What is a Java distributed lock?

Distributed systems are highly focused on efficiency, speed, and performance. When building a distributed system in the Java programming language, it's a good idea to use Java distributed locks that can stop different machines from stepping on the others' toes. But what is a Java distributed lock exactly, and how do Java distributed locks work?

What are Java distributed locks?

In computer science, locks are mechanisms in a multithreaded environment to prevent different threads from operating on the same resource. When using locking, a resource is "locked" for access by a specific thread, and can only be accessed by a different thread once the resource has been released. Locks have several benefits: they stop two threads from doing the same work, and they prevent errors and data corruption when two threads try to use the same resource simultaneously.

Distributed locks in Java are locks that can work with not only multiple threads running on the same machine, but also threads running on clients on different machines in a distributed system. The threads on these separate machines must communicate and coordinate to make sure that none of them try to access a resource that has been locked up by another.

How do Java distributed locks work?

As you might imagine, implementing and using distributed locking in Java (or any other programming language) is more complicated than locking on a single machine. Distributed locks need to decide whether to use an optimistic or a pessimistic locking policy:

  • Optimistic locking policies assume that the resource being read will not change while reading it, and therefore do not lock the resource during read operations.
  • Pessimistic locking policies assume that the resource being read will change while reading it, and therefore lock the resource during read operations.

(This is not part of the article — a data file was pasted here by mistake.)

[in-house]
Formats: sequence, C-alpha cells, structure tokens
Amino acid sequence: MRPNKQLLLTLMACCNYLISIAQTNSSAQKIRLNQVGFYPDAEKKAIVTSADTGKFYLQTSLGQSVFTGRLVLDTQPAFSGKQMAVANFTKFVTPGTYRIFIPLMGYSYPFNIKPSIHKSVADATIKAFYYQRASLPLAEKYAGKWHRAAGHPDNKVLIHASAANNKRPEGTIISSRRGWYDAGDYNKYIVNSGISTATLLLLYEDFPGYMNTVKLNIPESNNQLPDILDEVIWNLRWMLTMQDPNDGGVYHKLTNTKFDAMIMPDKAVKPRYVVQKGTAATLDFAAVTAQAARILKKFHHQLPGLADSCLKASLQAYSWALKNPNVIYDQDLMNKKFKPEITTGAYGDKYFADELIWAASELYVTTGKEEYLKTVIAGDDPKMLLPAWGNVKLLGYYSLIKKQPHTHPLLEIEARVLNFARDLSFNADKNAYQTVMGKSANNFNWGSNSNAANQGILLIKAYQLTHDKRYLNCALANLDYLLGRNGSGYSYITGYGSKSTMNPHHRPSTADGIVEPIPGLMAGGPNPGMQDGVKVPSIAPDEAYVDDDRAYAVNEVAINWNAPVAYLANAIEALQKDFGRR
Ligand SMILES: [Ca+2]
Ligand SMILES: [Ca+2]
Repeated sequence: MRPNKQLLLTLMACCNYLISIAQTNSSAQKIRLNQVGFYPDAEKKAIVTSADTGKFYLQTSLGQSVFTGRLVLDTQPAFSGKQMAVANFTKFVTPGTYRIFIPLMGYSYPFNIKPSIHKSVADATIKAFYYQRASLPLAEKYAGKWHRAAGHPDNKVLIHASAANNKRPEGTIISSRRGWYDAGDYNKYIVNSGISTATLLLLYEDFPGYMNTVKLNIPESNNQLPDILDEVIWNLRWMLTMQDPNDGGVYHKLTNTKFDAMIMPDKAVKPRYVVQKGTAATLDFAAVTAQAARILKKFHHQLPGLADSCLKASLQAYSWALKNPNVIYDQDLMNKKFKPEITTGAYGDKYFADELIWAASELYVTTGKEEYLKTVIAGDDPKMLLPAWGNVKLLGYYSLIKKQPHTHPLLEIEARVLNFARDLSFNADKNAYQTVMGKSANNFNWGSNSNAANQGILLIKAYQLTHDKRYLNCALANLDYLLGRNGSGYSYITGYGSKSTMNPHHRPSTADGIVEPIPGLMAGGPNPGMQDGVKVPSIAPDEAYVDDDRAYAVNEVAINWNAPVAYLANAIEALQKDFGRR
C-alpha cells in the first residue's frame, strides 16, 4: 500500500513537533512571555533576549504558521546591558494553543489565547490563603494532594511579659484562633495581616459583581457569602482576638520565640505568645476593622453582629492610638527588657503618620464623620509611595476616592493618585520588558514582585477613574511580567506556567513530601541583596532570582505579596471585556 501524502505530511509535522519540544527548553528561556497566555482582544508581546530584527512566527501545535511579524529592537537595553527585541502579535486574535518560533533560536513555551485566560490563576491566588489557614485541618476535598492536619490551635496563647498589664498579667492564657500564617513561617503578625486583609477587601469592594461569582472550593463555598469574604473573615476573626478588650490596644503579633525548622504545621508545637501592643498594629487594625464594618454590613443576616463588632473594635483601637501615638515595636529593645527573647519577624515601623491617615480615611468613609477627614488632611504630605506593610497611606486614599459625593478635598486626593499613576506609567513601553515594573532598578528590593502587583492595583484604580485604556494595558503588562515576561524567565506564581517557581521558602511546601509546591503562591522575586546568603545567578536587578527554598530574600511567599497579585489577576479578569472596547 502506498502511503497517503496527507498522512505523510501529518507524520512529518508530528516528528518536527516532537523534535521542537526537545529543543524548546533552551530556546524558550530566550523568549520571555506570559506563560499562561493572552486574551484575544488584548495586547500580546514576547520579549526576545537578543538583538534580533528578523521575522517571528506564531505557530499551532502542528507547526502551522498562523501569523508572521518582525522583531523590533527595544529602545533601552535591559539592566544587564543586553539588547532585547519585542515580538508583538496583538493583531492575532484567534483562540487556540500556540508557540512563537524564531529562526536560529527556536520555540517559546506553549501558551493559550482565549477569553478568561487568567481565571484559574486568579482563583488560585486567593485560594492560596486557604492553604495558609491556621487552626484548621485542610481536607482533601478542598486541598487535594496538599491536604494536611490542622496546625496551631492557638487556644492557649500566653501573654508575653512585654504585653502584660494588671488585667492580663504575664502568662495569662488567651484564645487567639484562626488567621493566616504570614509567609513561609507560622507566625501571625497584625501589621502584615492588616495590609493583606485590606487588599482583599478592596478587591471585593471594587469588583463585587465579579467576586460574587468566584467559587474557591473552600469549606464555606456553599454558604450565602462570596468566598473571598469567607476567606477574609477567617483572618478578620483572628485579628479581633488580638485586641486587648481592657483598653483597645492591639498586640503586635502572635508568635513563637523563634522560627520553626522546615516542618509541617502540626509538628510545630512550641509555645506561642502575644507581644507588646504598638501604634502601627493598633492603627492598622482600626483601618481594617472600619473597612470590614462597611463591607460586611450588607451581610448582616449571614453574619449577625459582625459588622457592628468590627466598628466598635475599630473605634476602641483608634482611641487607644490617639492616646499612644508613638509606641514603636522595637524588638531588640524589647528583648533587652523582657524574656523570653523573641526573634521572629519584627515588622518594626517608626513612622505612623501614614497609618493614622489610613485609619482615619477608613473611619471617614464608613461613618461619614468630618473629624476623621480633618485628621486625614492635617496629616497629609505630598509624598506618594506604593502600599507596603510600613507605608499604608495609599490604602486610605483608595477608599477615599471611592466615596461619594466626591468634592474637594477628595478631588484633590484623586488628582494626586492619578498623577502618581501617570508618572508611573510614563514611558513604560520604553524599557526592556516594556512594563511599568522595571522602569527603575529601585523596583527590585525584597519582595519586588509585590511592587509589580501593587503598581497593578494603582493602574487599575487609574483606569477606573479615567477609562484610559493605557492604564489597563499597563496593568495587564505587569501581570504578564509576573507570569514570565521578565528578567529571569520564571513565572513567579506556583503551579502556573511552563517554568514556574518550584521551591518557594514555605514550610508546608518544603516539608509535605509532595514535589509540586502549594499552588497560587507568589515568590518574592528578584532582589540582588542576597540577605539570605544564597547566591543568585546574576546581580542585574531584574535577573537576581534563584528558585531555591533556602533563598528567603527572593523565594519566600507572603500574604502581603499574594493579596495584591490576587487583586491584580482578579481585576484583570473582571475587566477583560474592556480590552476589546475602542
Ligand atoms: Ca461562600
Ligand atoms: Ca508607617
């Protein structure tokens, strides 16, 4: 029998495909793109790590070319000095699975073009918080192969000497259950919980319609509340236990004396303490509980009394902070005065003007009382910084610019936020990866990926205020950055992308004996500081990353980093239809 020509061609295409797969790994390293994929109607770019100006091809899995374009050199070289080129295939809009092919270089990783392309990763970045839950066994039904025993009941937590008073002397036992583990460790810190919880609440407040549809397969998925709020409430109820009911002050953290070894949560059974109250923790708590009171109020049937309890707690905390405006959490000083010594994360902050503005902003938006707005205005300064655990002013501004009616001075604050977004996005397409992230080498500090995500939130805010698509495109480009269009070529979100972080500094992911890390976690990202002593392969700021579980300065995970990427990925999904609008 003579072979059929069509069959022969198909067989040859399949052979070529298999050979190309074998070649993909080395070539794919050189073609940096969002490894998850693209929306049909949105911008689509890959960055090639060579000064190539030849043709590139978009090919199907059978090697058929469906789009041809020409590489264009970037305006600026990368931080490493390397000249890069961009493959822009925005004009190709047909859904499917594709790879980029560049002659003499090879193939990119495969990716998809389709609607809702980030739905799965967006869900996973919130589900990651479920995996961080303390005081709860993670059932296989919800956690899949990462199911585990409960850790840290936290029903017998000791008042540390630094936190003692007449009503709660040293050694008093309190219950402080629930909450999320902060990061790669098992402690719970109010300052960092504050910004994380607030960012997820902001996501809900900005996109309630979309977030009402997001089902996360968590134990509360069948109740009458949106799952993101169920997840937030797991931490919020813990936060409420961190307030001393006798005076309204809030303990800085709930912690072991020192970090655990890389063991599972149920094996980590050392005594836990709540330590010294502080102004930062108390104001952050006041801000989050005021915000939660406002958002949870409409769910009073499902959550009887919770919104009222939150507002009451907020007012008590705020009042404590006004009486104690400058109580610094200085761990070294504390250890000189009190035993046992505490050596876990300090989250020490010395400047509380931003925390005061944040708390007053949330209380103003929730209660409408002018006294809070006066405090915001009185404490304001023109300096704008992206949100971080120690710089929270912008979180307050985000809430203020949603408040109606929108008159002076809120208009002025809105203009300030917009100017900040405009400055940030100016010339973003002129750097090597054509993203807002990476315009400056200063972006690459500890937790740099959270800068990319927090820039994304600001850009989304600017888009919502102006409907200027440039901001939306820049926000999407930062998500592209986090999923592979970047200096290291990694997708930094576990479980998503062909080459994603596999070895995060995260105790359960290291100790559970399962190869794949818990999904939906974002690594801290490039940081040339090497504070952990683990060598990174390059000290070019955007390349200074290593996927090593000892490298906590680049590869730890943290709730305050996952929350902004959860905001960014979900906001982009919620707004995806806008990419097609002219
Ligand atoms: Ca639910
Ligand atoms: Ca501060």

Java includes several different lock interfaces that can be used for distributed locking. The list of distributed locks in Java includes:

  • Lock: The Lock interface is the most basic implementation of distributed locking in Java. This interface is only implemented by the ReentrantLock class, which as its name suggests is a reentrant lock (i.e. it allows readers and writers to lock the same resource multiple times).
  • Fair lock: When you implement a distributed lock in Java (or another programming language), you need to decide how you will assign locks if you have multiple threads waiting for it. Fair locks use a fairness policy in which access is first given to the thread that has been waiting the longest. You can implement a fair lock in Java by setting the optional fairness parameter when creating a ReentrantLock object.
  • Read-write lock: A read-write lock is a lock that allows multiple threads to read from the same resource simultaneously, but only one thread to write to it. The ReadWriteLock class in Java uses a pair of associated locks, one for readers and one for writers.

These Java distributed locks are available in the java.util.concurrent.locks package. In addition to these three locks, there are a couple more distributed locks that you should know about:

  • Redlock: The Redlock algorithm provides fault-tolerant distributed locking built on top of Redis, an open-source, in-memory data structure store used for NoSQL key-value databases, caches, and message brokers.
  • Multi-lock: In some cases, you may want to manage several distributed locks as a single "multi-lock" entity.

Java distributed locks in Redis

. The good news is that distributed locking in Redis is possible, as you can read in the linked guide. The bad news, however, is that it's much more complex than simply creating an instance of a Lock class, as you can do with the Java standard library.

To simplify the development process, many Java developers using Redis choose to install a third-party Redis Java client such as Redisson. Redisson offers dozens of implementations of various Java collections, objects, and constructs, including Java distributed locks. The Java distributed locks that Redisson implements include:

In addition, Redisson implements the following distributed locking mechanisms:

Below is a simple code example demonstrating just how easy it is to use Java distributed locks in Redis with Redisson:

RLock lock = redisson.getLock("anyLock");

lock.lock();
try {
 ...
} finally {
 lock.unlock();
}
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